Copyright Tony Mooney and others.
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Last updated on 11 September, 2021 at 3:14 PM
Adrian Kyte told us in a number of emails:
Hope this stirs a few memories (or provoke corrections to my version).
A227426. This was the S/N of my first 1250 that I received upon initiation at Locking. It was impressed upon me that I should never forget it. If my memory had been as good in remembering radar details I might have made a career of the RAF.
252’s. I was no where near the entry ‘Jankers Leader’, but each indiscretion as I recall was due to some balmpot idea while trying to make an impression.
I must have learned something from the more senior entry miscreants as I then successfully avoided parades for something like 18 months. I had been getting treatment at SSQ for a bad break-out of acne but could not account adequately for about 5 minutes of time for not being on parade. I remember getting over radiated during that UV treatment for acne, such that the left side of my face was blistered. The MO gave me a chit stating I was not to shave the left side of my face for 7 days. The right side was not excused.
Do you remember our having to polish the paint off our unused Brasso, and Boot-polish tins? Also trying to smooth the King’s Crown and Air Force Wings on all our buttons? As for melting boot polish on our boots to get that parade shine; well I never truly got the hang of it. In fact throughout my service life I would have been described as a scruffy sod. Strangely enough 45 years later during my 5 years in the Canadian Corps of Commissionaires, I took great care with my appearance. Must be the shoe leather was easier to Bull.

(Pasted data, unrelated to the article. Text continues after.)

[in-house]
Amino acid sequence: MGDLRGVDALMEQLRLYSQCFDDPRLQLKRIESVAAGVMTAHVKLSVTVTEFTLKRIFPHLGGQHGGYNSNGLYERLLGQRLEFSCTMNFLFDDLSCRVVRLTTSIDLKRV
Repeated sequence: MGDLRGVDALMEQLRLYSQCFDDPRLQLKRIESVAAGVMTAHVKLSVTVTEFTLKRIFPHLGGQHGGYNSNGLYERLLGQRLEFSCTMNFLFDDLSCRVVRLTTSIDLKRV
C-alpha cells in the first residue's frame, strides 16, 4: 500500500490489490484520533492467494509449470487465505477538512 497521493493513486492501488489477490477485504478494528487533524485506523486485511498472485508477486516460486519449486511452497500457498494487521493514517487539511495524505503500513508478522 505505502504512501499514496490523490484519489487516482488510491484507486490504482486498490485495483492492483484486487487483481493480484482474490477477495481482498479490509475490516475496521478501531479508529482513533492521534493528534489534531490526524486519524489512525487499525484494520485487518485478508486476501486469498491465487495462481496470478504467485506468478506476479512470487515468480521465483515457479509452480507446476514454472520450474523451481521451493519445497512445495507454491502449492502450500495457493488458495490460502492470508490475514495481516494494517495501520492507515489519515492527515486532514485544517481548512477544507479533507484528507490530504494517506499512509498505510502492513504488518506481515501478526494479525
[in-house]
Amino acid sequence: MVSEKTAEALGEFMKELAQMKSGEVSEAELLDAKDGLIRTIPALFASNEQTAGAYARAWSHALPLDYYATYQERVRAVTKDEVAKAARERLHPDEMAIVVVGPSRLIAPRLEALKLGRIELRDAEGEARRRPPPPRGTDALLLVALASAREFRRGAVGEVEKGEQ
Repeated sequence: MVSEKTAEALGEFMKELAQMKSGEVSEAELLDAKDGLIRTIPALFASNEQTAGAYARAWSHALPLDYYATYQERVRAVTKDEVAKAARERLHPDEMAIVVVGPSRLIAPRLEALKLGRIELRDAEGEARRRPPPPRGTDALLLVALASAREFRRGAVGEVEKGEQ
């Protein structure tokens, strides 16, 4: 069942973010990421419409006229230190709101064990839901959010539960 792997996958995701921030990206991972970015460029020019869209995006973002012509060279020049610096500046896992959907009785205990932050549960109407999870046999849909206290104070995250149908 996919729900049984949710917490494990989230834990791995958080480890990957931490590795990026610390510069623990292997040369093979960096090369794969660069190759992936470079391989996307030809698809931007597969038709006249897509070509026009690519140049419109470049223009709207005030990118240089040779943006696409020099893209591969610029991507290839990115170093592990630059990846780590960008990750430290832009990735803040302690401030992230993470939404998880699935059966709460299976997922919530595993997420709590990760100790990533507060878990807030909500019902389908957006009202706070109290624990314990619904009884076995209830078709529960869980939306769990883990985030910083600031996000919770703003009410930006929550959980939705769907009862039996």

I recall Jack Hobbs and I cycling to Dursley in Gloucestershire one hot Saturday. Jack (Brian?) had an ancient Tandem bicycle and we made good headway until we tried to navigate the second turn of an s-bend down some hill at too high a speed. We slid into a ditch and the bike stopped at the end of the ditch but we did not. Apart from minor scratches we were OK, but the tandem lost a pedal. The bike was fixed at a local garage. The return trip to Locking was even more nerve wracking. This was because the steerer, Jack, would lean over to one side when negotiating a bend in the road, and I would lean the other way being scared of sliding into a ditch. This caused Jack to lean further……It’s a wonder we got back alive.
Among other 84th entry antics I remember the brief outbreak of spooning. In North America ‘spooning’ means courting your girl friend. In the 84th ‘spooning’ was associated with “The Syndicate” tapping on your collar bone with a mess spoon. This not very painful process resulted in some spectacular bruising. This activity was brought to a halt when some of our entry was charged with assault by, I think it was, the A Squadron DI Sgt when he happened to see one of his judo teams collar bone. I think that when the reviewing officer saw that everyone had the same treatment, the charges were stayed. Now Roy O’Connell may be able to elucidate on the formation of “The Syndicate”. They were a fun bunch. Just the tonic for the 84th entry spirit. Who amongst us can forget marching to 3 T Block with bayonets fixed, stacking our rifles outside, and then entering the hall to have our souls administered to?